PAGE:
US Department of Justice Suing LA, Alleging City Fraudulently Obtained Millions of Dollars

The suit alleges that the city did not comply with accessibility laws for disabled people

The U.S. Department of Justice is suing the city of Los Angeles and its former Community Redevelopment Agency, alleging that they fraudulently obtained millions of dollars in federal housing grants by falsely promising to create accessible homes for the disabled.

The complaint, filed late Monday in Los Angeles federal court, alleges that as recipients of millions of dollars in funds from the U.S. Department of Housing and Urban Development, the city and the CRA/LA — formerly the Community Redevelopment Agency of the City of Los Angeles — did not comply with accessibility laws meant to ensure the disabled have fair and equal access to public housing.

A representative for City Attorney Mike Feuer did not immediately respond to a request for comment.

But in June, spokesman Rob Wilcox said the city would fight the lawsuit, which was originally filed by whistleblowers Mei Ling, a Los Angeles resident who uses a wheelchair, and the Fair Housing Council of San Fernando Valley, a nonprofit civil rights advocacy group. The United States elected to intervene in the lawsuit and take over the litigation.

The city of Los Angeles "has demonstrated its commitment to create affordable housing that is accessible to all," Wilcox said at the time, adding that the city has dedicated at least $200 million over the next 10 years to create accessible, affordable housing.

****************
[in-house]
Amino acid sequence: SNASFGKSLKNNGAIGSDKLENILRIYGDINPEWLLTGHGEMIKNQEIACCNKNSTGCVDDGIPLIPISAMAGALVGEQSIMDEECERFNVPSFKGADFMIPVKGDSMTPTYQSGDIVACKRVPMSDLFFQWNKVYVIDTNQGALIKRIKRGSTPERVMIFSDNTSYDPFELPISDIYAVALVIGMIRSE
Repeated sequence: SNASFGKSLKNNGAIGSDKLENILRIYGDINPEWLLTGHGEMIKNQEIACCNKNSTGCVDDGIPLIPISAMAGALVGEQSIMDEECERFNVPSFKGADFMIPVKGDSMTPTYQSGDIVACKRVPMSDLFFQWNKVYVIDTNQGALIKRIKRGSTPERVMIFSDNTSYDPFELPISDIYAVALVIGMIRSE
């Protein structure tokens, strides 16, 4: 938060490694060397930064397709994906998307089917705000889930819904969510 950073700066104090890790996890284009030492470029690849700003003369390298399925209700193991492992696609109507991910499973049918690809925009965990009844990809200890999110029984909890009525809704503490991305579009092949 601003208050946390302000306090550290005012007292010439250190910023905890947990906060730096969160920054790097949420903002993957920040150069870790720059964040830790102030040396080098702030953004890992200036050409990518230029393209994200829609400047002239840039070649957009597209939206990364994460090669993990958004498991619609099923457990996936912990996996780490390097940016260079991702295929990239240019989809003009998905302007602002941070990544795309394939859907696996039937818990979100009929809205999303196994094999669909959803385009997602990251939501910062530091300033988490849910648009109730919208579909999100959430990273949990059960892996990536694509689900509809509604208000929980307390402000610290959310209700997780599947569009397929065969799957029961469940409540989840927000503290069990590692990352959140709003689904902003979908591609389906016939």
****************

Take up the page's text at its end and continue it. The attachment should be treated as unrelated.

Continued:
Government prosecutors allege the city repeatedly certified its compliance with federal accessibility laws to obtain the HUD funds without taking the required steps to ensure it complied. Many HUD-assisted apartment buildings failed to meet minimal accessibility requirements, according to the complaint.

The city allegedly approved the design and construction of inaccessible buildings, with, among other things, slopes and ramps that are too steep for safe passage by persons with mobility disabilities; door thresholds that are too tall for wheelchairs to roll over; and steps that prohibit access to common areas.

Additionally, the lawsuit contends that faulty designs included kitchen cabinets, shelves and surfaces outside of the accessible reach ranges of persons who use wheelchairs; sinks, grab bars, mailboxes and circuit breakers mounted beyond the reach of wheelchair users; pipes below sinks and lavatories that are not insulated, thereby posing a physical threat of burns to people who use wheelchairs; and insufficient numbers of accessible parking spaces in garages and lots.

"Despite the federal government investing hundreds of millions of dollars in Los Angeles to create housing for everyone, the City of Los Angeles instead created housing only for some," said acting U.S. Attorney Sandra R. Brown. "For 17 years, the city falsely certified that it had complied with federal law and covered up its repeated disregard of historic and important civil rights laws."

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